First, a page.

And our final podium for the day was Youth D males. Once again, the second place spot ended up coming down to countback after both climbers climbed a 24+. But in third, after receiving a fourth in qualifying, was Elliot McLaughlin. Second place went to Xavier Wasbek-Webb after qualifying in second equal. And the youth D male champion for 2022 was Stig Zhou, topping out his climb.

Day two bought out another show case of what New Zealand has to offer with Masters, Juniors and Youth As competing.

Although only a field of two, the Female Masters gave it their all, qualifying in first was Emily Lane, climbing an 18+ and a 17+. Qualifying second Olga Yaroshenko climbing a 13 and a 15.

There was another small field for the Male Masters, with three competitors. Zane Bray qualified in first after climbing a 21 and topping his second climb. Steven Gavin followed closely behind with a 19+ and a 23. Finally, John McKnight, climbing an 11+ and a 23+.

In the Junior female category, four climbers fought hard, ensuring a good result should finals come down to countback—which it did. With a mighty lead Phoebe Kenderdine, who impressively placed second in the open category on the Saturday, took out first, receiving a top and an 18+. Qualifying second was Emily Makinson, after climbing a 22+ and a 14+. In third place, Abby Gebert climbing a 16 and a 15+ and the final qualifier was Evie Boyd climbing an 18+ and 14+.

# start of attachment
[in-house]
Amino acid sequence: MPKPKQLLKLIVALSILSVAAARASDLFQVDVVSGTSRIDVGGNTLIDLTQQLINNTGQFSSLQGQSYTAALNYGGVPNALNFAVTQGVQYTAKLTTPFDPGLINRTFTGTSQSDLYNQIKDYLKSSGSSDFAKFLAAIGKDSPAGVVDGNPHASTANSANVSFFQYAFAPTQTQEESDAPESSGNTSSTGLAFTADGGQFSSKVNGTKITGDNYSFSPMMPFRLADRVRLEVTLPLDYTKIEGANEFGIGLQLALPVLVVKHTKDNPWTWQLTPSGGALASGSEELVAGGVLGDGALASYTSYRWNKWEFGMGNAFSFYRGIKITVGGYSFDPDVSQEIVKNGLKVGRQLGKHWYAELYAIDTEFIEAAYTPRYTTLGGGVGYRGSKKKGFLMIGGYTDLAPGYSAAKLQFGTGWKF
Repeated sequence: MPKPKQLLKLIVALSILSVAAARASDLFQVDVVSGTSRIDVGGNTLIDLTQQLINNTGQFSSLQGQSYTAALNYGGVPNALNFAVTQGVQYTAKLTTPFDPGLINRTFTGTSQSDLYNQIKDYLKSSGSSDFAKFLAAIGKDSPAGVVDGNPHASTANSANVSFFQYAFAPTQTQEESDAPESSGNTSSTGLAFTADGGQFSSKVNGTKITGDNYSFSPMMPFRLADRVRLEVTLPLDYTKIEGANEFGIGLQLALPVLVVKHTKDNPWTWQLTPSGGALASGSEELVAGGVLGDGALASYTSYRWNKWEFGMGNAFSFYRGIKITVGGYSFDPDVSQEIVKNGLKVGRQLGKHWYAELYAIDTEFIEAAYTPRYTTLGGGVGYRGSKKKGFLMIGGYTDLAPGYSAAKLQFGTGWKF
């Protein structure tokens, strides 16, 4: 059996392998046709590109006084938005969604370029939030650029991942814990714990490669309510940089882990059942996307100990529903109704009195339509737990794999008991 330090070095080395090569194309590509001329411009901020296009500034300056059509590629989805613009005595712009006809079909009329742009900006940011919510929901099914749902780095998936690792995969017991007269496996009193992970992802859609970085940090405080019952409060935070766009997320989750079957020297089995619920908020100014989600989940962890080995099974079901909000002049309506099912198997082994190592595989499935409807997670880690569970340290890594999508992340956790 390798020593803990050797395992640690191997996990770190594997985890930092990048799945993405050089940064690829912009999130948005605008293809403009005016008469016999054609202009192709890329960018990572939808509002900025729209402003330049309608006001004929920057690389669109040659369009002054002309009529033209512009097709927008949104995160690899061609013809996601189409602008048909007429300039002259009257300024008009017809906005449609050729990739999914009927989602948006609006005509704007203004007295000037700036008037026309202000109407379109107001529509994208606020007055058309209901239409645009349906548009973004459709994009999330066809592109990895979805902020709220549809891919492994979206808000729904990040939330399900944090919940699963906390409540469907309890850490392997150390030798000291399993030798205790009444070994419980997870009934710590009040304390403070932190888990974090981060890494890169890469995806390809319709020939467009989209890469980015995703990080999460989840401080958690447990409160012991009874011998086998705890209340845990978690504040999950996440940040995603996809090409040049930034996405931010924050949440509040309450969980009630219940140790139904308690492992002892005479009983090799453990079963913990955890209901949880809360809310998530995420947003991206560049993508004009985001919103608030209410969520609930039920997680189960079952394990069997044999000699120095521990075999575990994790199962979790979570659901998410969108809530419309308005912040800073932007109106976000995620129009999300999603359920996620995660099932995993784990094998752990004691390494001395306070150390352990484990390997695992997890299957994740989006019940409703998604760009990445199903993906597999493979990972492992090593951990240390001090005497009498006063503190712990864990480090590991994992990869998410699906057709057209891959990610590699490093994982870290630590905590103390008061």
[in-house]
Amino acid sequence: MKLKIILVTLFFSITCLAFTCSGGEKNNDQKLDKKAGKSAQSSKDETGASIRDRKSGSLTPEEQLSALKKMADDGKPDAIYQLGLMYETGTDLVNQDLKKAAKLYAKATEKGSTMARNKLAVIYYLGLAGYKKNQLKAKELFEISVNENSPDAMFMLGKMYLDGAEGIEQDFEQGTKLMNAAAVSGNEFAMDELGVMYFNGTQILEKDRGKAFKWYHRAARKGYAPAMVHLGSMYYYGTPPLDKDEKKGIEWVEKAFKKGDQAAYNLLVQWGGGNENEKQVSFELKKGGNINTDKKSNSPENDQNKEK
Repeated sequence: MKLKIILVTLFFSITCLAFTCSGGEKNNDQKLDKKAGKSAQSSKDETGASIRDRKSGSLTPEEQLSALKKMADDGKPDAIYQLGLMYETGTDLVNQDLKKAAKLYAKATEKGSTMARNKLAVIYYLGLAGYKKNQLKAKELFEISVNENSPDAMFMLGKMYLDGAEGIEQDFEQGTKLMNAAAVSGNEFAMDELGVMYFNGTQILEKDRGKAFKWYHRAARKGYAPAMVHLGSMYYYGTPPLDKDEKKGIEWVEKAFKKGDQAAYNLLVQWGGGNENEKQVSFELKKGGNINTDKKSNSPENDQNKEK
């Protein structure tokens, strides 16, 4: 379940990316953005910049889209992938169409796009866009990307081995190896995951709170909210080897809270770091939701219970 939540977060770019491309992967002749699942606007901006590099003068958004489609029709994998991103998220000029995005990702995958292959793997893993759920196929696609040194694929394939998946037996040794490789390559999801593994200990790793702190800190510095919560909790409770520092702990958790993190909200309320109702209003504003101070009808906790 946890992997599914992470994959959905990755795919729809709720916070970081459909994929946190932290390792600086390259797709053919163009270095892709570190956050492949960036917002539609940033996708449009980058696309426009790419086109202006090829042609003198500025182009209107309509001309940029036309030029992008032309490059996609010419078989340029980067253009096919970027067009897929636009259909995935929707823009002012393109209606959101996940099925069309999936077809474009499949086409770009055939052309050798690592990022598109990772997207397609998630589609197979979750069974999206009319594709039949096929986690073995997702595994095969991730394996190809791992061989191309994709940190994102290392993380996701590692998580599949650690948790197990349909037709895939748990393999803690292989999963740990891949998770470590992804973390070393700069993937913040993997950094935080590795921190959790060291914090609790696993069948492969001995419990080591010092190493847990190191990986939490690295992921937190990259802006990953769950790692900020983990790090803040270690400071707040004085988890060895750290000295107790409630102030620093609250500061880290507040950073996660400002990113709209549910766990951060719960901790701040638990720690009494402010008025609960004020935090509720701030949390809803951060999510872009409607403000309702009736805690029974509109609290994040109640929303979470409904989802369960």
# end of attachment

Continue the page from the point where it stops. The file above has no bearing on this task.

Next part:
In the Junior males, five climbers gave their all, making sure there qualifying results wouldn't hurt their finals. Qualifying in first equal were Oliver Shanks and Henry Booker. Oliver got a top and a 22 and Henry a 19+ and a 26+. Daniel Dachs took out third place climbing a 17+ and a 19+. Qualifying in fourth was Jamie Hall, receiving a 17+ and a 19+ and finally qualifying fifth Thomas Grummit, receiving a 14+ and a 15+.

The final grade for the weekend was Youth A, in the women's a decent field of 11 would push their limits—aiming to get one of the eight spots in the final. With the perfect qualifying of two tops, Rebecca Hounsell qualified in first. In second was Lucy Sinclair, climbing a 23+ and an 18+. Third place went to Azaria Briscoe with a 23 and an 18+.In fourth, Isabella Shanks climbed a 23+. Other finalist were Kayla Muirson, Bella Domaneschi, Willow Cook and Meredith Butcher.

To finish off qualifying for the weekend were the youth A males. Qualifying first, but only just, was Oskar Wolff, getting a top and a 26+. One movement down, Nat Warburton took the second spot with a top and a 26. In third place, Flynn Marno-Simpson had another top, and a 19 for his second climb. Qualifying in fourth place was Julian David receiving a 19 and 16+. Other finalists were Nathan Clapperton, William McKnight, Antony Death and Ethan Carmichael.

Onto Sunday's finals to find our Champions.